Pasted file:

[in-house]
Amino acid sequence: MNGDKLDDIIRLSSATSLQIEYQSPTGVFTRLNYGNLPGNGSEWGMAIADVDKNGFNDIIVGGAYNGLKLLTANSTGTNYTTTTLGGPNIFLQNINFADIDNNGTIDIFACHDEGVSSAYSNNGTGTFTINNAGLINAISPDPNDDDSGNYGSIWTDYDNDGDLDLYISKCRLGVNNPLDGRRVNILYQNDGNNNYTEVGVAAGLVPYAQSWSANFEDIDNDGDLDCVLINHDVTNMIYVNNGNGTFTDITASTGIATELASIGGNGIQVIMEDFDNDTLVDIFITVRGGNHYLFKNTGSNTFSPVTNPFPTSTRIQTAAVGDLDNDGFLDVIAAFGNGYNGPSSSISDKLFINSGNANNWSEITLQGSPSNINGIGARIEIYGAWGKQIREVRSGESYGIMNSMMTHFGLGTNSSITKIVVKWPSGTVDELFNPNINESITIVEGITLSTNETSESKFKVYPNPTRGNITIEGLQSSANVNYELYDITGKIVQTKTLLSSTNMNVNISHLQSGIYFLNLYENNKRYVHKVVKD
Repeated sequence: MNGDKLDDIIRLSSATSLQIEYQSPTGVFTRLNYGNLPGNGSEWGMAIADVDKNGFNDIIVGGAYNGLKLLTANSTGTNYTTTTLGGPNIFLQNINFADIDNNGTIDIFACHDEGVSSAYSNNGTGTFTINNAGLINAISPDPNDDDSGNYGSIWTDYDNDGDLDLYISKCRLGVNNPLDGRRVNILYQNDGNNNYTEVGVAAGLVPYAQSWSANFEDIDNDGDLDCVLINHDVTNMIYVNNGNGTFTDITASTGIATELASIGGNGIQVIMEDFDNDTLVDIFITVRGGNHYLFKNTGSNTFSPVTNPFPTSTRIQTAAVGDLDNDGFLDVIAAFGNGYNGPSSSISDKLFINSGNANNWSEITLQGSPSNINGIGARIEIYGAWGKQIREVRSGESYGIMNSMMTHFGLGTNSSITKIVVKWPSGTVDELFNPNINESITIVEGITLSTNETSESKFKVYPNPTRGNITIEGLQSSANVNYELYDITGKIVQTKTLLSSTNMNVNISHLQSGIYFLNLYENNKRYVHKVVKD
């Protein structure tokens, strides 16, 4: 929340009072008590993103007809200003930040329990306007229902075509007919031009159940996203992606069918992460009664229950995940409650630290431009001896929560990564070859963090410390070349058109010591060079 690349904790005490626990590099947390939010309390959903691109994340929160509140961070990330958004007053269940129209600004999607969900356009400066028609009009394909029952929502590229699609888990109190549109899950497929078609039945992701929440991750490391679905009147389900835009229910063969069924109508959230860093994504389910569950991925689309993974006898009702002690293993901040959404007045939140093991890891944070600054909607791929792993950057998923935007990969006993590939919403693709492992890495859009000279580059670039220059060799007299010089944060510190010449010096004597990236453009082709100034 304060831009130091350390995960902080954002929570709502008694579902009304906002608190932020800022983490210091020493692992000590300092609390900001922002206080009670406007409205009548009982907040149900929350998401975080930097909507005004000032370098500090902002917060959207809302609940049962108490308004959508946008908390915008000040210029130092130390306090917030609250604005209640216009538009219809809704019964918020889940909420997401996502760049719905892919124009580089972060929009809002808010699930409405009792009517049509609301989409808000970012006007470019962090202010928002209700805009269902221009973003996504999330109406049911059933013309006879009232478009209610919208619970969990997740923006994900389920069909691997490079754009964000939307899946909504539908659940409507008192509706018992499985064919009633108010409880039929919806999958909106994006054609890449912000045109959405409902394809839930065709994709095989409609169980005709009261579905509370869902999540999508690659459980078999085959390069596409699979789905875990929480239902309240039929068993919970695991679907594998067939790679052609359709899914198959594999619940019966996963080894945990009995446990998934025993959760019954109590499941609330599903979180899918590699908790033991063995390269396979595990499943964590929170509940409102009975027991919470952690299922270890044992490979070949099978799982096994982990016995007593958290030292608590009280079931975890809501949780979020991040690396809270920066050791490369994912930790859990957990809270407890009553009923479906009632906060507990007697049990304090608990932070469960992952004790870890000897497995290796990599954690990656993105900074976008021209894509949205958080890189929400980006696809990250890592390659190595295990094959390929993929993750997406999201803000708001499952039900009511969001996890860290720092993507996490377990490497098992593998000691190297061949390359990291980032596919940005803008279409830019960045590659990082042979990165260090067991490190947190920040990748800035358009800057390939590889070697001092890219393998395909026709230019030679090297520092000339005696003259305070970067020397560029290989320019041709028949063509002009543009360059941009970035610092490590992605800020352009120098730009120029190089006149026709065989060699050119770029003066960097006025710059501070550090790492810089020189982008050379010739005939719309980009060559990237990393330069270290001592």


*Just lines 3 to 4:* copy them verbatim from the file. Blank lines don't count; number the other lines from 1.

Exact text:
Repeated sequence: MNGDKLDDIIRLSSATSLQIEYQSPTGVFTRLNYGNLPGNGSEWGMAIADVDKNGFNDIIVGGAYNGLKLLTANSTGTNYTTTTLGGPNIFLQNINFADIDNNGTIDIFACHDEGVSSAYSNNGTGTFTINNAGLINAISPDPNDDDSGNYGSIWTDYDNDGDLDLYISKCRLGVNNPLDGRRVNILYQNDGNNNYTEVGVAAGLVPYAQSWSANFEDIDNDGDLDCVLINHDVTNMIYVNNGNGTFTDITASTGIATELASIGGNGIQVIMEDFDNDTLVDIFITVRGGNHYLFKNTGSNTFSPVTNPFPTSTRIQTAAVGDLDNDGFLDVIAAFGNGYNGPSSSISDKLFINSGNANNWSEITLQGSPSNINGIGARIEIYGAWGKQIREVRSGESYGIMNSMMTHFGLGTNSSITKIVVKWPSGTVDELFNPNINESITIVEGITLSTNETSESKFKVYPNPTRGNITIEGLQSSANVNYELYDITGKIVQTKTLLSSTNMNVNISHLQSGIYFLNLYENNKRYVHKVVKD
């Protein structure tokens, strides 16, 4: 929340009072008590993103007809200003930040329990306007229902075509007919031009159940996203992606069918992460009664229950995940409650630290431009001896929560990564070859963090410390070349058109010591060079 690349904790005490626990590099947390939010309390959903691109994340929160509140961070990330958004007053269940129209600004999607969900356009400066028609009009394909029952929502590229699609888990109190549109899950497929078609039945992701929440991750490391679905009147389900835009229910063969069924109508959230860093994504389910569950991925689309993974006898009702002690293993901040959404007045939140093991890891944070600054909607791929792993950057998923935007990969006993590939919403693709492992890495859009000279580059670039220059060799007299010089944060510190010449010096004597990236453009082709100034 304060831009130091350390995960902080954002929570709502008694579902009304906002608190932020800022983490210091020493692992000590300092609390900001922002206080009670406007409205009548009982907040149900929350998401975080930097909507005004000032370098500090902002917060959207809302609940049962108490308004959508946008908390915008000040210029130092130390306090917030609250604005209640216009538009219809809704019964918020889940909420997401996502760049719905892919124009580089972060929009809002808010699930409405009792009517049509609301989409808000970012006007470019962090202010928002209700805009269902221009973003996504999330109406049911059933013309006879009232478009209610919208619970969990997740923006994900389920069909691997490079754009964000939307899946909504539908659940409507008192509706018992499985064919009633108010409880039929919806999958909106994006054609890449912000045109959405409902394809839930065709994709095989409609169980005709009261579905509370869902999540999508690659459980078999085959390069596409699979789905875990929480239902309240039929068993919970695991679907594998067939790679052609359709899914198959594999619940019966996963080894945990009995446990998934025993959760019954109590499941609330599903979180899918590699908790033991063995390269396979595990499943964590929170509940409102009975027991919470952690299922270890044992490979070949099978799982096994982990016995007593958290030292608590009280079931975890809501949780979020991040690396809270920066050791490369994912930790859990957990809270407890009553009923479906009632906060507990007697049990304090608990932070469960992952004790870890000897497995290796990599954690990656993105900074976008021209894509949205958080890189929400980006696809990250890592390659190595295990094959390929993929993750997406999201803000708001499952039900009511969001996890860290720092993507996490377990490497098992593998000691190297061949390359990291980032596919940005803008279409830019960045590659990082042979990165260090067991490190947190920040990748800035358009800057390939590889070697001092890219393998395909026709230019030679090297520092000339005696003259305070970067020397560029290989320019041709028949063509002009543009360059941009970035610092490590992605800020352009120098730009120029190089006149026709065989060699050119770029003066960097006025710059501070550090790492810089020189982008050379010739005939719309980009060559990237990393330069270290001592």